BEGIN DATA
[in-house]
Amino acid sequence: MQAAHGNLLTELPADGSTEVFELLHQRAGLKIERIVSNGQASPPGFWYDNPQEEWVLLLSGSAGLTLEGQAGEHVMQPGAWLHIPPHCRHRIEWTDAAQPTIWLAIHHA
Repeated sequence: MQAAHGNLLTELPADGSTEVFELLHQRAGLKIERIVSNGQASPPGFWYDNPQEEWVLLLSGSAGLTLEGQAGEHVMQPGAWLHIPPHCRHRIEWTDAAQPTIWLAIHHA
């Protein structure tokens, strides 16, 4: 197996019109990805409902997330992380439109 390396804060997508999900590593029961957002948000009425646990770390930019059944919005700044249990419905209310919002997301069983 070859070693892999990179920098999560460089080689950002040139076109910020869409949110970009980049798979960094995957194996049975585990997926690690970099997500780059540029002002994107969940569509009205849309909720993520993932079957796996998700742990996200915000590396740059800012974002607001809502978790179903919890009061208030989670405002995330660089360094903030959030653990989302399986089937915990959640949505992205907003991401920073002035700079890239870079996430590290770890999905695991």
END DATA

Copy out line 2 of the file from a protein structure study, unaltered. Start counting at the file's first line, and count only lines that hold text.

Amino acid sequence: MQAAHGNLLTELPADGSTEVFELLHQRAGLKIERIVSNGQASPPGFWYDNPQEEWVLLLSGSAGLTLEGQAGEHVMQPGAWLHIPPHCRHRIEWTDAAQPTIWLAIHHA